Doomsday planning

-A A +A
By Optic Editorial Board

It’s not a pleasant scenario — Las Vegas water reserves drop so low that drastic emergency measures are imposed — but it needs to be considered. That’s why the City Council is right to be taking a hard look at the water restrictions necessary under such dire circumstances.

Moreover, we commend the council for its decision to offer up the entire plan, well in advance of such a nightmare scenario, for public input. Now is the time to wrestle with it — before a severe water shortage confronts the community head-on.

Before the rains came, there were concerns that   the Gallinas River may not have enough flow to supply Las Vegas with water beyond January. The river accounts for 90 percent of the city’s supply, so it’s past time to find ways to cut down on consumption and increase supply.

Generally, the plan as outlined so far would begin when the city’s water storage hits 60 percent, starting with emergency meetings of several agencies and an aggressive public awareness campaign.

At 50 percent, a freeze on water taps and construction projects would be imposed, while other measures such as rate increases and shutoffs for wasteful users would be at the city’s discretion.

Then, at 40 percent, mandatory reductions and monthly limits on usage would be imposed, with meters being read weekly and shutoffs happening when customers exceed their monthly rations. Plus, water rates would automatically go up 1.5 times for more than 1,000 gallons of residential use. As storage drops to 30 and 20 percent, rationing would get tighter.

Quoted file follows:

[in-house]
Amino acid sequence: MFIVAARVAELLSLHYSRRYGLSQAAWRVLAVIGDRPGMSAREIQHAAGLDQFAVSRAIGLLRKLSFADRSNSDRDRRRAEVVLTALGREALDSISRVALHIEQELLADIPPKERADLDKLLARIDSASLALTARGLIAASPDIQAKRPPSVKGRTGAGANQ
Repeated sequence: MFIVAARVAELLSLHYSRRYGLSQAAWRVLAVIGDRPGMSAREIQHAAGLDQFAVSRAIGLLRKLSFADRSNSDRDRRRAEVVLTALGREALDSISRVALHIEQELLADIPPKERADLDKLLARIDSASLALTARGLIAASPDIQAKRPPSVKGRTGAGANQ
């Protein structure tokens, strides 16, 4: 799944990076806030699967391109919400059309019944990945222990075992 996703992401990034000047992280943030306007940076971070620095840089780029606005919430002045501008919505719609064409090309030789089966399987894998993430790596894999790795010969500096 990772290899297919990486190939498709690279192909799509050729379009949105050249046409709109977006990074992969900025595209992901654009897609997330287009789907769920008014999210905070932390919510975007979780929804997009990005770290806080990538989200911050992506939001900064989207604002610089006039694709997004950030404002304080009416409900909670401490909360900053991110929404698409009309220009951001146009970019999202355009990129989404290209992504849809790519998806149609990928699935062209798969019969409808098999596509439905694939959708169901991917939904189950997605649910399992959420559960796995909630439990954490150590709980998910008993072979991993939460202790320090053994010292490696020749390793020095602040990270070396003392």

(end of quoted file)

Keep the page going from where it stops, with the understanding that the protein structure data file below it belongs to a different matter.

Finally, if storage levels ever drop to 10 percent, all but non-essential water customers will have their water shut off, with emergency water filling stations set up around the city for citizens.

Of course, those restrictions are directed at the demand side of the equation.

On the supply side, the city is working to raise Peterson Reservoir’s storage capacity, look into desalination at Tayor Well No. 7, and create (and pay for) a capital project to repair and replace leaking pipes.

Right now our storage capacity is more than 60 percent, so we’re not in such dire straits yet. That means it’s a good time to be preparing for some tough times ahead. “Prepare for the worst, hope for the best,” is a good mantra for Las Vegas. The council has taken the right step forward with its doomsday plan. Now the citizenry needs to add its two cents.